In an era of weaponized sensitivity, participation in public discourse is growing so perilous, so fraught with the danger of being caught out for using the wrong word or failing to uphold the latest orthodoxy in relation to disability, sexual orientation, economic class, race or ethnicity, that many are apt to bow out. Perhaps intimidating their elders into silence is the intention of the identity-politics cabal — and maybe my generation should retreat to our living rooms and let the young people tear one another apart over who seemed to imply that Asians are good at math.

But do we really want every intellectual conversation to be scrupulously cleansed of any whiff of controversy? Will people, so worried about inadvertently giving offense, avoid those with different backgrounds altogether? Is that the kind of fiction we want — in which the novels of white writers all depict John Cheever’s homogeneous Connecticut suburbs of the 1950s, while the real world outside their covers becomes ever more diverse?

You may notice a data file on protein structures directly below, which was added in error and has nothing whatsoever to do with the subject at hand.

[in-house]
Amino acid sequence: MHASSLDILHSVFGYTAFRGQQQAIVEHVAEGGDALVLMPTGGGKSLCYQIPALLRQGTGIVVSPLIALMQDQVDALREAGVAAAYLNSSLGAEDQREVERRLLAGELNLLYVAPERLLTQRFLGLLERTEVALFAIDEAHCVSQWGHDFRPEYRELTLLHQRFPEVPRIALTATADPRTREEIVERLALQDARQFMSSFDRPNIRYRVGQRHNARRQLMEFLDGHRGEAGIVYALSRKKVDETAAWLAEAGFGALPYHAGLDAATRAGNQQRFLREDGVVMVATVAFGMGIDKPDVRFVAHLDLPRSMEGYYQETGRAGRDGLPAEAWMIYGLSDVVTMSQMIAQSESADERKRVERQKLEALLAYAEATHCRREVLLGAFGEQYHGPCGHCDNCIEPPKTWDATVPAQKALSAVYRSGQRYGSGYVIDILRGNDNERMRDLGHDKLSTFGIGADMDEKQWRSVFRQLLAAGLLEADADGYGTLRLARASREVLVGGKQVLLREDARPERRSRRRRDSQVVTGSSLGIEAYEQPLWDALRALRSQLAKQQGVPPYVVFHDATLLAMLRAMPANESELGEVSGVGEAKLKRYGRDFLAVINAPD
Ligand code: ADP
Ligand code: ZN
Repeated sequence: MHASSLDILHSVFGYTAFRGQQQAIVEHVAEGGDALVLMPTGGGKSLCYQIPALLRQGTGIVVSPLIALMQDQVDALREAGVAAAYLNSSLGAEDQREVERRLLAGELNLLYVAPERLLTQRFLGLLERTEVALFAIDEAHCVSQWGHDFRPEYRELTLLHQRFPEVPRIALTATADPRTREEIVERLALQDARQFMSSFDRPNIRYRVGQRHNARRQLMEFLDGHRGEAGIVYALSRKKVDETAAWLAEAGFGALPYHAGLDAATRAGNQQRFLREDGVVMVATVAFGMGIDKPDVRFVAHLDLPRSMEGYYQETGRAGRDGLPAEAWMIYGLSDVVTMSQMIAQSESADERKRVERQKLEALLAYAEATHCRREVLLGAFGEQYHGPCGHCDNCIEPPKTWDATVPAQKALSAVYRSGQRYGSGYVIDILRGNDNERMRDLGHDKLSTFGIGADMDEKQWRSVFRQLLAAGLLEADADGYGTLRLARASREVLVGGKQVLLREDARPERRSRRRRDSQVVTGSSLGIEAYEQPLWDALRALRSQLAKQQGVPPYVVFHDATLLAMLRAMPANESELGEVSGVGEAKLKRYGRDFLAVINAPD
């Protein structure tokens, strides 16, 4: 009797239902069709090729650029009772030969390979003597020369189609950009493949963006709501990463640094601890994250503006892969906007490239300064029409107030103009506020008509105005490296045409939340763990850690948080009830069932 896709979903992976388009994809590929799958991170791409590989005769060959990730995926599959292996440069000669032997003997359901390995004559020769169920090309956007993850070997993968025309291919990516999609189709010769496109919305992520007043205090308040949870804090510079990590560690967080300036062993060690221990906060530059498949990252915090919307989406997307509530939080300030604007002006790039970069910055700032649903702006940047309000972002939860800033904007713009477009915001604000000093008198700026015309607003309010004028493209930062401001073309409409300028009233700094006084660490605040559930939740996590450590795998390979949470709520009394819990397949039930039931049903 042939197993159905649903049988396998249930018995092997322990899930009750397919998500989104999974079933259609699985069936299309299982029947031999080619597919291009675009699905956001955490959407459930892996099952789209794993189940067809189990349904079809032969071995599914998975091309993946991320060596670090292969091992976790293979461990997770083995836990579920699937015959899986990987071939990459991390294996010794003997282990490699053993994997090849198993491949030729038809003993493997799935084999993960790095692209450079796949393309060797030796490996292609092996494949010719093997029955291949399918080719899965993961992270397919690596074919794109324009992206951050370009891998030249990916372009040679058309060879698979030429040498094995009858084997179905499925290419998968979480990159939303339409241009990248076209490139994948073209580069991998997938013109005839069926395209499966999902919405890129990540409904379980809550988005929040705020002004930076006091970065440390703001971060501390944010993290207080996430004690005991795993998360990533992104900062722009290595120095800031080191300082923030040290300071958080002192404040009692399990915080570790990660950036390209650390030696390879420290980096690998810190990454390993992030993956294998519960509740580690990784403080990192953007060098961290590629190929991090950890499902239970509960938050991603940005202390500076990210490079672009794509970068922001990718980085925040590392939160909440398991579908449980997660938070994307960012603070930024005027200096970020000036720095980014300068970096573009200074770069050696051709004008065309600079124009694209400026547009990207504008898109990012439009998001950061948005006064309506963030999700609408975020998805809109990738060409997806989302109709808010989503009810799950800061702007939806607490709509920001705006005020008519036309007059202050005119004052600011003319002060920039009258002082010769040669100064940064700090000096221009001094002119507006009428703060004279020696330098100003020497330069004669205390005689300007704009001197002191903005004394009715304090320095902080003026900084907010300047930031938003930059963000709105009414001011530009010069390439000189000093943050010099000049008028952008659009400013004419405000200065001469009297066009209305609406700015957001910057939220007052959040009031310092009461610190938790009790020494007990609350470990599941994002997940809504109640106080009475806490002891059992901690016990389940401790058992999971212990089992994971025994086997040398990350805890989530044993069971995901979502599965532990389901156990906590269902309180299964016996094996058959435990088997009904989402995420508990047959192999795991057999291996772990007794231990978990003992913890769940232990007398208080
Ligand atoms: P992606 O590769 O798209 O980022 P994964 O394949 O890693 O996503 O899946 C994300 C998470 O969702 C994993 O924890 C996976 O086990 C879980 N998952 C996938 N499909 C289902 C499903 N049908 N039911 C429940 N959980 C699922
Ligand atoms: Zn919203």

Ms. Abdel-Magied got the question right: How is this happening? How did the left in the West come to embrace restriction, censorship and the imposition of an orthodoxy at least as tyrannical as the anti-Communist, pro-Christian conformism I grew up with? Liberals have ominously relabeled themselves “progressives,” forsaking a noun that had its roots in “liber,” meaning free. To progress is merely to go forward, and you can go forward into a pit.

Protecting freedom of speech involves protecting the voices of people with whom you may violently disagree. In my youth, liberals would defend the right of neo-Nazis to march down Main Street. I cannot imagine anyone on the left making that case today.

Friday, September 23, 2016